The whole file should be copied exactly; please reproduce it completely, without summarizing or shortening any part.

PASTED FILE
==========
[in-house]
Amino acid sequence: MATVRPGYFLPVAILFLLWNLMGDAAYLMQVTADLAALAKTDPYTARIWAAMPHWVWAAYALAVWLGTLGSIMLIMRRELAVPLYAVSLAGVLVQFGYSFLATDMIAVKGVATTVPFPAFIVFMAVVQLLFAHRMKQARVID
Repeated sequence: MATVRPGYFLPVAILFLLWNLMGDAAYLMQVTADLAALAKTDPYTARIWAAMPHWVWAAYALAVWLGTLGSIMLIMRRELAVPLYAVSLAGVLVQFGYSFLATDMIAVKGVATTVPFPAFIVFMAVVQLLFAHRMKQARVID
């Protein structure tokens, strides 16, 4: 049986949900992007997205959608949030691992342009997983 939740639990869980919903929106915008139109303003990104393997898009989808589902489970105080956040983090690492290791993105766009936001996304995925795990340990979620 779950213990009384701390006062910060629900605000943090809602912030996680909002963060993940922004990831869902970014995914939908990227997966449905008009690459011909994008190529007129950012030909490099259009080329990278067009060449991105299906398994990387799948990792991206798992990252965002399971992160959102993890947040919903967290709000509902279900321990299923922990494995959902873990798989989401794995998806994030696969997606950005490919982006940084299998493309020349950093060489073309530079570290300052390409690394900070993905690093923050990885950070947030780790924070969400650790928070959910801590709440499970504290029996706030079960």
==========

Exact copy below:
[in-house]
Amino acid sequence: MATVRPGYFLPVAILFLLWNLMGDAAYLMQVTADLAALAKTDPYTARIWAAMPHWVWAAYALAVWLGTLGSIMLIMRRELAVPLYAVSLAGVLVQFGYSFLATDMIAVKGVATTVPFPAFIVFMAVVQLLFAHRMKQARVID
Repeated sequence: MATVRPGYFLPVAILFLLWNLMGDAAYLMQVTADLAALAKTDPYTARIWAAMPHWVWAAYALAVWLGTLGSIMLIMRRELAVPLYAVSLAGVLVQFGYSFLATDMIAVKGVATTVPFPAFIVFMAVVQLLFAHRMKQARVID
């Protein structure tokens, strides 16, 4: 049986949900992007997205959608949030691992342009997983 939740639990869980919903929106915008139109303003990104393997898009989808589902489970105080956040983090690492290791993105766009936001996304995925795990340990979620 779950213990009384701390006062910060629900605000943090809602912030996680909002963060993940922004990831869902970014995914939908990227997966449905008009690459011909994008190529007129950012030909490099259009080329990278067009060449991105299906398994990387799948990792991206798992990252965002399971992160959102993890947040919903967290709000509902279900321990299923922990494995959902873990798989989401794995998806994030696969997606950005490919982006940084299998493309020349950093060489073309530079570290300052390409690394900070993905690093923050990885950070947030780790924070969400650790928070959910801590709440499970504290029996706030079960």